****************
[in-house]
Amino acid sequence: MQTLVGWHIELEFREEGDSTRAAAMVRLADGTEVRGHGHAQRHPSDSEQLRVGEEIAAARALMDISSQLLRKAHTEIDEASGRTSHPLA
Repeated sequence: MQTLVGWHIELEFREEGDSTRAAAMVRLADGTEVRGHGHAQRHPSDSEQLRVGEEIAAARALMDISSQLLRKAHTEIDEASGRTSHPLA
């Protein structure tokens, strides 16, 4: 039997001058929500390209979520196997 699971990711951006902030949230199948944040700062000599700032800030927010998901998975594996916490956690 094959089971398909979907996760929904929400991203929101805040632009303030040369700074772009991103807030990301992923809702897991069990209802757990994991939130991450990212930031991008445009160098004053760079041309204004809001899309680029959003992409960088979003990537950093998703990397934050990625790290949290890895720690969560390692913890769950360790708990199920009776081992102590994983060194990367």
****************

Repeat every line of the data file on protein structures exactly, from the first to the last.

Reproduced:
[in-house]
Amino acid sequence: MQTLVGWHIELEFREEGDSTRAAAMVRLADGTEVRGHGHAQRHPSDSEQLRVGEEIAAARALMDISSQLLRKAHTEIDEASGRTSHPLA
Repeated sequence: MQTLVGWHIELEFREEGDSTRAAAMVRLADGTEVRGHGHAQRHPSDSEQLRVGEEIAAARALMDISSQLLRKAHTEIDEASGRTSHPLA
């Protein structure tokens, strides 16, 4: 039997001058929500390209979520196997 699971990711951006902030949230199948944040700062000599700032800030927010998901998975594996916490956690 094959089971398909979907996760929904929400991203929101805040632009303030040369700074772009991103807030990301992923809702897991069990209802757990994991939130991450990212930031991008445009160098004053760079041309204004809001899309680029959003992409960088979003990537950093998703990397934050990625790290949290890895720690969560390692913890769950360790708990199920009776081992102590994983060194990367």